Need advice based on feedback on my most recent story. - Page 2


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Thread: Need advice based on feedback on my most recent story.

  1. #11
    Okay. I will avoid copying it then and get a sense for the syntax. As I feared it could be thought as plagiarism especially if done wrongly. I won't think of copying it word by word. Or I won't simply use a thesaurus just to do replace the words in the work. I'll try to exercise the memory. So I can get a general idea how they arranged it and see and sense the flow of the sentences. Then rebuild it without referring to it verbatim. Thanks for answering the question.
    I would follow as in believe in the words of good moral leaders. Rather than the beliefs of oneself.
    The most difficult thing for a writer to comprehend is to experience silence, so speak up. (quoted from a member)

  2. #12
    Quote Originally Posted by Theglasshouse View Post
    Okay. I will avoid copying it then and get a sense for the syntax. As I feared it could be thought as plagiarism especially if done wrongly. I won't think of copying it word by word. Or I won't simply use a thesaurus just to do replace the words in the work. I'll try to exercise the memory. So I can get a general idea how they arranged it and see and sense the flow of the sentences. Then rebuild it without referring to it verbatim. Thanks for answering the question.
    No, I said you can copy it with a view to self-tuition through the act of manually typing out the words — Hunter S. Thompson did that. Just don’t then pass off the ideas as your own, that’s shitty and, more importantly, unnecessary .
    Deactivated due to staff trolling. Bye!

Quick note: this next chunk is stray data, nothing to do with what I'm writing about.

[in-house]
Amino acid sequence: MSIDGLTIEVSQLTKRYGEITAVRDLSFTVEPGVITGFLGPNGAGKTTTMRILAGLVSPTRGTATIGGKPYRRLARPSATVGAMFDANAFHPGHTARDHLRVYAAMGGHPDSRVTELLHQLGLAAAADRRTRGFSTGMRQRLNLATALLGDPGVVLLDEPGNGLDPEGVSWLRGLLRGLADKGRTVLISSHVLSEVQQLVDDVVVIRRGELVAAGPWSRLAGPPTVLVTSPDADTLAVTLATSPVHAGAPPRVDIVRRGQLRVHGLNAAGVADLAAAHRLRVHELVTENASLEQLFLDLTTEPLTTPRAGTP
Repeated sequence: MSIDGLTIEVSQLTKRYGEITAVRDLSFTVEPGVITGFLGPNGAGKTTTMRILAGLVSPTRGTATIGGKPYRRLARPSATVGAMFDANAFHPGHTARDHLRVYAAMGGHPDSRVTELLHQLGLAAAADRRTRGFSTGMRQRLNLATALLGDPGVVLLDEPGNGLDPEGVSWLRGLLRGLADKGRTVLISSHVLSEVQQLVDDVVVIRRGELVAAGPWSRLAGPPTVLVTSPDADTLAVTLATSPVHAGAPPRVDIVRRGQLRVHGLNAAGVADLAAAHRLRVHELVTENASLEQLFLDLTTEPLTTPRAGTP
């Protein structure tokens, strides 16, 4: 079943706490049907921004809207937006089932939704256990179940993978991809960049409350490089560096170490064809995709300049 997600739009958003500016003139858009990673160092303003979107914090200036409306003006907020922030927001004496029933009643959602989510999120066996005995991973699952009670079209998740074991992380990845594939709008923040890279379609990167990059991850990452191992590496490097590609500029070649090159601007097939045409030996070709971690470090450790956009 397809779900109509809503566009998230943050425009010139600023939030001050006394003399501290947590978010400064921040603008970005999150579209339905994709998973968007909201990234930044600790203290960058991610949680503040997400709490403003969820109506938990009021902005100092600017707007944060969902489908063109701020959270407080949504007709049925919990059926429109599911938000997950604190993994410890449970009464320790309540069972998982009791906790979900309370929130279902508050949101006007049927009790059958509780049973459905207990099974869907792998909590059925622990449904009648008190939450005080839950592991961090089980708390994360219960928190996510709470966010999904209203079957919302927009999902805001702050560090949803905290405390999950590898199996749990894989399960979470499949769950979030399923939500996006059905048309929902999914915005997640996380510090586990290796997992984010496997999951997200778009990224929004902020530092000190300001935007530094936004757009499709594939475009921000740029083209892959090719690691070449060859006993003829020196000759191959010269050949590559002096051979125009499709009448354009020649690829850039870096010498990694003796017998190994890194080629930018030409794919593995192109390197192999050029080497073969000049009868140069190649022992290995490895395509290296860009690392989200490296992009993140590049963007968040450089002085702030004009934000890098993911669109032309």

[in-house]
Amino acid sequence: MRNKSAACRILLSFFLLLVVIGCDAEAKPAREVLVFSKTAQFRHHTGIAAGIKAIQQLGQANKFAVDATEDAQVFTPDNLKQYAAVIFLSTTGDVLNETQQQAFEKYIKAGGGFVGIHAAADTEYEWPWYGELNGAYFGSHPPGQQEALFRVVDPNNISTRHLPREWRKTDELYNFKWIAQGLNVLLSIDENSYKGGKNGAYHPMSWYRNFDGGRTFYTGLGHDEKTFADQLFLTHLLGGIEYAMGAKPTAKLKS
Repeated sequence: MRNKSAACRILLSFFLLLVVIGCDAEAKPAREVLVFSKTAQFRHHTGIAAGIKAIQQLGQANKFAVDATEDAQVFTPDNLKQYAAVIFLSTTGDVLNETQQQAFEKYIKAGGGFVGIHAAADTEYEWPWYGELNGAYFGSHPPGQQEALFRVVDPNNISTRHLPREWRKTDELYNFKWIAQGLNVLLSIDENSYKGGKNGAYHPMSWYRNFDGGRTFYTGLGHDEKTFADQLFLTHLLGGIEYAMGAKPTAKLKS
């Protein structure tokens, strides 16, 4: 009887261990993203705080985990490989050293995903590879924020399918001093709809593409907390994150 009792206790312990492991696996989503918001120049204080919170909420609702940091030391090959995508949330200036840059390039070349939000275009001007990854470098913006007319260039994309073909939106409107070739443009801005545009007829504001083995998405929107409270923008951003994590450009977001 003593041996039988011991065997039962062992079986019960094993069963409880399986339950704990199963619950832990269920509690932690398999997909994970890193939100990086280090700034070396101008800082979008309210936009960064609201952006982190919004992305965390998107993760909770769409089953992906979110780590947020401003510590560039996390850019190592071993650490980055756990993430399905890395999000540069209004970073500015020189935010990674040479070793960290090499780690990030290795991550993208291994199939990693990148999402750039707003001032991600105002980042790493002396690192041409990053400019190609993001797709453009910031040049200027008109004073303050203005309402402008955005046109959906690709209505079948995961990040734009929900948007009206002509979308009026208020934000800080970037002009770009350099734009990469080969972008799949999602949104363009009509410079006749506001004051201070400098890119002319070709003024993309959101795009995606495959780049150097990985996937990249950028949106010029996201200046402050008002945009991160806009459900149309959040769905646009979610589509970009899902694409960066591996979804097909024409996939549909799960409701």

3. #13
    It's great that you want to improve—but are you reading books? And by reading books, I don't mean instructional ones, but works of fiction—especially the kind that you want to write.

    In my opinion, reading stories is crucial for a writer, both in terms of understanding the craft, and in terms of enjoying it. The more, the better. Good writers are usually voracious readers.

  4. #14
    I understood what you said lucky scars. I won't be plagiarizing anything.

    Kyle R. These are the 3 books I have on my reading list. I don't see me finishing these anytime soon. I like dangerous visions again because it exposes me to new ideas. The latest story I read was Ching Witch by Ross rocklyene. I noticed one thing she never explores is how the whole world is being eavesdropped. I wanted to write on this idea since she never mentions how these affect the characters. It is just delivered in exposition. It's a hard to grasp story since it uses made up words in english. I think that is uses a lot of neologisms since it is an alien protagonist. My interpretation of this story is that it could be better. I got an idea that maybe these aliens could be witches. These would tie in with salem's history and the history of witch hunting. She never does capitalize on that. It must be read carefully. (so this would be an idea that can be capitalized on I expect)

    The Big book of science fiction by Jeff Vandermeer I purchased but need to continue reading.

    Dangerous Visions Again by Harlan Ellision

    Science fiction hall of fame. (collection of nebula and hugo winning short stories)


    https://www.amazon.com/Big-Book-Scie...942069&sr=8-29

    I will give the information of the books I am using since I found some cheap versions on the google play store:


    Writing from the Core: A Guide For Writing (this is the main book I mentioned. It deals with disjointedness)
    The Mechanics of Writing: Which Comes First, the Comma or the Pause? Paperback – May 29, 2008 (deals with punctuation)
    Eleven Steps to Instantly Improve Your Writing Kindle Edition (deals with style issues)
    Last book I will be buying is a revision book based on the 5 wh questions and h question. (this I need since it talks about descriptive details. This one is not mentioned here. I've been told to write with these questions in mind in one critique.)